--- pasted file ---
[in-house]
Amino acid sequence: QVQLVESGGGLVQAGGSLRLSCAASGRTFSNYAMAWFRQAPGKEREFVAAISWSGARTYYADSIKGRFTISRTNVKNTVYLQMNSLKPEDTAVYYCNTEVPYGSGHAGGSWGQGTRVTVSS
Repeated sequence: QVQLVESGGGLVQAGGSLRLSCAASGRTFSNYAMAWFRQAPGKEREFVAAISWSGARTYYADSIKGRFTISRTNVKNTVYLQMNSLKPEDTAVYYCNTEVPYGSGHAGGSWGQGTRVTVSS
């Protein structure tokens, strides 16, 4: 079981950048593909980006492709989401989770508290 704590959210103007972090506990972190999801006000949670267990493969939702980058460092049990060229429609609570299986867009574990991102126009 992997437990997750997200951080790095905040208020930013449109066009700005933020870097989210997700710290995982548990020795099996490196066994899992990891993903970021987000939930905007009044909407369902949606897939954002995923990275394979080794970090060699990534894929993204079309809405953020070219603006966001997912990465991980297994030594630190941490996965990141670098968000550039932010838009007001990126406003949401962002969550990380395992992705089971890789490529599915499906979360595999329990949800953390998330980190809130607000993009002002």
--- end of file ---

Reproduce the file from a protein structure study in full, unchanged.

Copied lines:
[in-house]
Amino acid sequence: QVQLVESGGGLVQAGGSLRLSCAASGRTFSNYAMAWFRQAPGKEREFVAAISWSGARTYYADSIKGRFTISRTNVKNTVYLQMNSLKPEDTAVYYCNTEVPYGSGHAGGSWGQGTRVTVSS
Repeated sequence: QVQLVESGGGLVQAGGSLRLSCAASGRTFSNYAMAWFRQAPGKEREFVAAISWSGARTYYADSIKGRFTISRTNVKNTVYLQMNSLKPEDTAVYYCNTEVPYGSGHAGGSWGQGTRVTVSS
């Protein structure tokens, strides 16, 4: 079981950048593909980006492709989401989770508290 704590959210103007972090506990972190999801006000949670267990493969939702980058460092049990060229429609609570299986867009574990991102126009 992997437990997750997200951080790095905040208020930013449109066009700005933020870097989210997700710290995982548990020795099996490196066994899992990891993903970021987000939930905007009044909407369902949606897939954002995923990275394979080794970090060699990534894929993204079309809405953020070219603006966001997912990465991980297994030594630190941490996965990141670098968000550039932010838009007001990126406003949401962002969550990380395992992705089971890789490529599915499906979360595999329990949800953390998330980190809130607000993009002002």